Once upon a time I was married and things were not going well. I was forty-nine and all sorts of things started happening in my life at once. I had to have a hysterectomy, at the same time my stepmother died in New York City and that brought up all these things about my biological father and then a woman at work died suddenly and she was just twenty-six. All this just hit me.
My husband and I had been fine, we were married for twelve years and together for twenty-two years, we had just settled in and we were living our own separate lives. But after all the crises I started crying every single day. I know it was the grief of my step mother and reliving the grief of my father’s death and my change of life as I was instantly menopausal after the hysterectomy. I looked at my husband and I thought, “Oh my God, this is what my life will be.” I just couldn’t envision any kind of changes. I didn’t know what to do and I was miserable for three years. Crying every day and things were just not good between us.
Meanwhile I started this ukulele group at the library. My friend Amy and I were playing ukulele together and I was learning to play it. The group had been going on for a year and a half and it was getting bigger and bigger and one day these two women walked in. One of them was tall and when I first looked at her I could tell she was queer.
We went around and she introduced herself as Christine. She came back the following month and then I didn’t see her for a couple of months. Then I remembered, “Wait a minute, I know her, she does the radio show I listen to every Saturday morning!” So, I called her and she answered the phone at the radio station and I said, “Is this Christine? And she said, “Yes.” And I said, “Do you play the ukulele and she said, “Yes.”
I told her who I was and we laughed. About six months before I had bought a t-shirt from the radio station. Christine had designed it and so we had a prior connection that neither one of us really knew about. We started hanging out. I thought, “This is a woman who is so positive and has so much light and life.” And I stopped crying.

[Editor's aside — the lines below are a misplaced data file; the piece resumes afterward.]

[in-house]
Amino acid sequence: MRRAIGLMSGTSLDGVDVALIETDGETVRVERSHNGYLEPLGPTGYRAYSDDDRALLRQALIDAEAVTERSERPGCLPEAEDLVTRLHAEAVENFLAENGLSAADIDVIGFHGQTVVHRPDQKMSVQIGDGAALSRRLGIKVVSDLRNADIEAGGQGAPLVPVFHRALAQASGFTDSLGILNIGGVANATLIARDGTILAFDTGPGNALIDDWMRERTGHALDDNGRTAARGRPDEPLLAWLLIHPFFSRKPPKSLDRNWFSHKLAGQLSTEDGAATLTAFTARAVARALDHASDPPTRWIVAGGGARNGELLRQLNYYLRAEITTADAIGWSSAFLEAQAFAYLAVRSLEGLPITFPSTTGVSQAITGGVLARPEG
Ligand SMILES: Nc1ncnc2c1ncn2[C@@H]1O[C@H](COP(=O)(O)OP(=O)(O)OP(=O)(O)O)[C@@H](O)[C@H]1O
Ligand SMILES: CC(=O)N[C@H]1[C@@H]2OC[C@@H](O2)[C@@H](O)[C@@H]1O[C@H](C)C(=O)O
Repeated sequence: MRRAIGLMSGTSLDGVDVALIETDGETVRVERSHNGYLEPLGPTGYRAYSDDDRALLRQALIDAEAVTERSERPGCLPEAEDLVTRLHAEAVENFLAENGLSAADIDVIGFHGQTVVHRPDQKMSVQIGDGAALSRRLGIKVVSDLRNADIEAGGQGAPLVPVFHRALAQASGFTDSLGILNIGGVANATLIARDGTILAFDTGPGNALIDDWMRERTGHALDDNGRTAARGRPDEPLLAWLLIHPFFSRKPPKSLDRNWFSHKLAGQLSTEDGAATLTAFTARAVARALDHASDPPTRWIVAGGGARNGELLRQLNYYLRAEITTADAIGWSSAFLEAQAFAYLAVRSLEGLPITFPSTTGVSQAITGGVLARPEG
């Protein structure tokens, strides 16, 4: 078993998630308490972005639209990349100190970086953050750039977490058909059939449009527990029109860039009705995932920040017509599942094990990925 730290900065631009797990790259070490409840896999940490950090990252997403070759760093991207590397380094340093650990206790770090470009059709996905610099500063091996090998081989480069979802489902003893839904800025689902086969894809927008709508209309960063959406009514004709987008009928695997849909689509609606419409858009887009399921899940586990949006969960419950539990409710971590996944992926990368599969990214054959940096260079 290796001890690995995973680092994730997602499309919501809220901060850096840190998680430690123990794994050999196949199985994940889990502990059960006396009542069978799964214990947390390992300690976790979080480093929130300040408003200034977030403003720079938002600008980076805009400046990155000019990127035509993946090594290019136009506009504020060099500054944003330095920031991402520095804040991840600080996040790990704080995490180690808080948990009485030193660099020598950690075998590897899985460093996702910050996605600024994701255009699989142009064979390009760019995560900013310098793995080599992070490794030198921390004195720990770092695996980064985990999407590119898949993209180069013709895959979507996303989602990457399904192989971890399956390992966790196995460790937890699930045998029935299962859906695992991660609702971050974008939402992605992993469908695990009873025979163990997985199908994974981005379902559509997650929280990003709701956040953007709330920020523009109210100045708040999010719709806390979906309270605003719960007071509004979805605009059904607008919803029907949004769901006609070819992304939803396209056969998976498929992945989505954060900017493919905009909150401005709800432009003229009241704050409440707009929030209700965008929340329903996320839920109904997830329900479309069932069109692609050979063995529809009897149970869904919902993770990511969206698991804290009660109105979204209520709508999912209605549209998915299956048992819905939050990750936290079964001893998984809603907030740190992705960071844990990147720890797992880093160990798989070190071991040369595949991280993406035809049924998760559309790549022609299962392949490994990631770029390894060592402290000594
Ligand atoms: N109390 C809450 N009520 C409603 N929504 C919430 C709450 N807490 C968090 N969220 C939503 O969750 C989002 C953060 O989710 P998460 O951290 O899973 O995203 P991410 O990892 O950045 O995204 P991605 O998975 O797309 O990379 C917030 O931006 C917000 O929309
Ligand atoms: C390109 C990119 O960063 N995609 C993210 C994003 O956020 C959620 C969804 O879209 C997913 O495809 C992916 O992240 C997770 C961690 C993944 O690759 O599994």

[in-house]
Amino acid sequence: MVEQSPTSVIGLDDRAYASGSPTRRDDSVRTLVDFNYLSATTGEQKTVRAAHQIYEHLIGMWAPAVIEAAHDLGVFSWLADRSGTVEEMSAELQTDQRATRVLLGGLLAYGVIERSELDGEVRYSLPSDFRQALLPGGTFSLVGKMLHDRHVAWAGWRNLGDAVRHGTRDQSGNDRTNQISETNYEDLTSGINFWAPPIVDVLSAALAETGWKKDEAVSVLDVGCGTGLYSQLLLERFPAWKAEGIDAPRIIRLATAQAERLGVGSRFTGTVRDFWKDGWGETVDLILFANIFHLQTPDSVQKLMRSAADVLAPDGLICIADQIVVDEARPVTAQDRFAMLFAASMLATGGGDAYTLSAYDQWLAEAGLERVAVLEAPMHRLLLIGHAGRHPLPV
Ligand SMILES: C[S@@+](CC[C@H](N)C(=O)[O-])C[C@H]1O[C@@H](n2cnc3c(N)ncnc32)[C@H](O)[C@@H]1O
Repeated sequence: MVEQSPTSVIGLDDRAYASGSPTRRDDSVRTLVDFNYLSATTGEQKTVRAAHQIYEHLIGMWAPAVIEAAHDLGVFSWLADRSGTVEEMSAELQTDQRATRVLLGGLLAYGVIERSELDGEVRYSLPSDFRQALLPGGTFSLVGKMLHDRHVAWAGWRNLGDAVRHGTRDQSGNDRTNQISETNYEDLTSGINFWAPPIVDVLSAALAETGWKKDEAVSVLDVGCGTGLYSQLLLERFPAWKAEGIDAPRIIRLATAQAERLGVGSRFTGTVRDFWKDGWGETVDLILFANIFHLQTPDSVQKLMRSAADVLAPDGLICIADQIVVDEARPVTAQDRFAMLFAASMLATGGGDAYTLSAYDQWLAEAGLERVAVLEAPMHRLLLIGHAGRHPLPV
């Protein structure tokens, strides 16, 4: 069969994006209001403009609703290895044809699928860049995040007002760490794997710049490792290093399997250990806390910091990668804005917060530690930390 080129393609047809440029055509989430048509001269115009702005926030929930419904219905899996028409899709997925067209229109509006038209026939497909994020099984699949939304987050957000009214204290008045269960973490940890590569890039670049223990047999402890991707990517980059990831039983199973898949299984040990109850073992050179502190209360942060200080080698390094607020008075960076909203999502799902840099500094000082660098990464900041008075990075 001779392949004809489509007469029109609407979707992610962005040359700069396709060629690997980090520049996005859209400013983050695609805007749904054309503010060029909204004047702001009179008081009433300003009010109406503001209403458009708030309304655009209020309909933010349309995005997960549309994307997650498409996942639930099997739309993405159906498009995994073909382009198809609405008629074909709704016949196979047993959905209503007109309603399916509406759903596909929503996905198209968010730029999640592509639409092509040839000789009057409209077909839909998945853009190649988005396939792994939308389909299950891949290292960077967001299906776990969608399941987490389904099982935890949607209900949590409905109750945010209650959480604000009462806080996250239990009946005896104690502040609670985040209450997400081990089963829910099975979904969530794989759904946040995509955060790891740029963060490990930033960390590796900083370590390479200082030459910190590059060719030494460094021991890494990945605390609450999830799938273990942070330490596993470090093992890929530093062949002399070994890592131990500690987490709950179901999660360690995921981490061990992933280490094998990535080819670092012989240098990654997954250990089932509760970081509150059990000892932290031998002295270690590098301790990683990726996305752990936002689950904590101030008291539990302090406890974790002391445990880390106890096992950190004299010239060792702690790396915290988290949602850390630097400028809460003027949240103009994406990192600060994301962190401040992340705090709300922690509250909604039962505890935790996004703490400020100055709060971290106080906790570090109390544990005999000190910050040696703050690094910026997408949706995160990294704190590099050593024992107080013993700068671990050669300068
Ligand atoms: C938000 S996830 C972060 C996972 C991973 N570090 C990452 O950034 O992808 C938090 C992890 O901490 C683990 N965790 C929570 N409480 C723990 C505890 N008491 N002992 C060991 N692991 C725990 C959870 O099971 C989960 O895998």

During this time, it was maybe six to seven or eight months after I started hanging out with Christine, my half-sister from France came to visit. I had seen her two years before but before that it had been thirty years. So, we didn’t know each other very well. I was so excited that she was coming to visit and stay with me. I was lying in bed upstairs and she was downstairs and I was thinking, “It is so great that my half-sister is here.” But all I could really think about was Christine. I thought, “WHAT IS THAT ABOUT?”
I had a big party for Jennifer, my half-sister, and I invited family and friends. I invited Christine. When the party was over I walked her down the driveway and I gave Christine a hug good bye and it gave me butterflies in my stomach. I walked away and I thought, “WHAT WAS THAT ABOUT?” I had never had those feelings for a woman before. It really surprised me.
Meanwhile, my marriage was deteriorating. I remember my husband saying to me, “Is there anything we can do?” I had said the same thing to him three or four years before but at that time he wasn’t willing to go there. We never got better. Before I even knew what was going to come out of my mouth, I said, “I love you but I want a divorce.”
And then inside myself, I went, “Oh my God, is that even true? Is that true?” I guess it was because I never took back my words. He moved out about six months later and we got a divorce about a year later. A year after that, Christine moved in.
I have been in this happy relationship for five, six years, maybe more… I am not really sure. The beginning is fuzzy because, I am unhappy to say, I didn’t end my marriage before I started my relationship with Christine. I wish I had been more courageous than that, but I wasn’t. So, I don’t like to look at that overlap and I don’t really start keeping time.
It hasn’t been breezy, easy, two women living together who both of us are messy and all we want to do is to go into our art rooms and make art instead of clean the house. Christine is a few years younger than I am and she is into music and has opened up a music world to me that I really love and we encourage each other’s art.
Christine was just this surprise of my life. I would never have thought that when I was looking down that unhappy tunnel wondering, “Is this it? Is this all there is?” That Christine would be at the end of it. This is not what I would have imagined as a change. But that is what happened and I am happy. We are each other’s favorite person.
Debra Wuliger, figurative artist working with color, texture and pattern to celebrate life.
Image silhouetted with story. Ready for hanging.